Near the latter part of each month, I anticipate having my day brightened by the delivery of the current issue of Chronicles.  It isn’t the content that lifts my spirit so much as the unwavering commitment to truth, common sense, morality, and transcendent values.

“Facts are stubborn things; and whatever may be our wishes, our inclinations, or the dictates of our passions, they cannot alter the state of facts and evidence,” John Adams said.

I count on Chronicles for hard, unvarnished facts that are seldom, if ever, found in the prattling pages and pictures of our nation’s mainstream media.  In the pages of your magazine, thought—based on facts, logic, and a knowledge of history—is evident.

In this post-Christian era, it is refreshing to know that I am not alone in fearfully watching the rapid and seemingly inevitable unraveling of the American experiment.

For that remnant of our society still clinging to the traditional values that once made America the hope of mankind, Chronicles offers a respite from the drum-beating, “chicken-in-every-pot,” political finger-pointing jingoism masking America’s loss of community, liberty, and independence.

The consistent content of Chronicles serves as a reminder of Whittaker Chambers’ gentle chiding of then-conservative firebrand William F. Buckley, Jr., in a letter nearly 50 years ago.  The beaten Chambers told Buckley not to be concerned about the wreck of Western civilization because “It is already a wreck from within.”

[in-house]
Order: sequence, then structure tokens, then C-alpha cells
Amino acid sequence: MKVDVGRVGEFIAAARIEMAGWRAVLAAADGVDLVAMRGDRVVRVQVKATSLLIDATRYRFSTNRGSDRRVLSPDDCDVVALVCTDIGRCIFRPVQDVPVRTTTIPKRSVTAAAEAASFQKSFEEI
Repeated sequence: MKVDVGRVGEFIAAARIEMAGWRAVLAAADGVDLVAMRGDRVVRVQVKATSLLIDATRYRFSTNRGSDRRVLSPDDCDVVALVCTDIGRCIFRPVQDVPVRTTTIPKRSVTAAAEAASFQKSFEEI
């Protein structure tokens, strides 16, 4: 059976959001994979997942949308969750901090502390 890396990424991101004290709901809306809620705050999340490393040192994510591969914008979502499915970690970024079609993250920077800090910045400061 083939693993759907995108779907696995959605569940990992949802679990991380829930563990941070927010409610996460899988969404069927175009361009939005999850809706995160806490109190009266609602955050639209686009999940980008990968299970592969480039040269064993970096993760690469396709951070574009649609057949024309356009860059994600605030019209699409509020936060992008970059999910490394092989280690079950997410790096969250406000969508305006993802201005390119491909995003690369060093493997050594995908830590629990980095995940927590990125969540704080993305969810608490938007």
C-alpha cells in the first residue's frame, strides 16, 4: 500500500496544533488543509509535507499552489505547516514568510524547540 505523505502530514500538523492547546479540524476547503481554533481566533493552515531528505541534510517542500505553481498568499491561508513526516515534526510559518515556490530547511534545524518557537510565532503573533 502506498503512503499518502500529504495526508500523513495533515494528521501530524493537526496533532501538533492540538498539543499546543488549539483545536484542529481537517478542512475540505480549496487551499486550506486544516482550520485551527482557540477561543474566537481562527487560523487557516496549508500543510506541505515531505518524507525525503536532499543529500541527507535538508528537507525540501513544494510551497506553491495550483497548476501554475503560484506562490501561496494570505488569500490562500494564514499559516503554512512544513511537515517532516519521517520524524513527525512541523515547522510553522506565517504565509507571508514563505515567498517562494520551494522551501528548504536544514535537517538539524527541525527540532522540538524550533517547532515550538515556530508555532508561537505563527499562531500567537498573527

Chambers suggested that little could be accomplished except to nurture truth and preserve its flame until a day “ages hence, when a few men begin again to dare to believe there was once something else, that something else is thinkable, and need some evidence of what it was, and the fortifying knowledge that there were those who, at the great nightfall, took loving thought to preserve the tokens of hope and truth.”

Thank you for your continuing and tireless efforts.

        —Jim Panyard
Palmyra, PA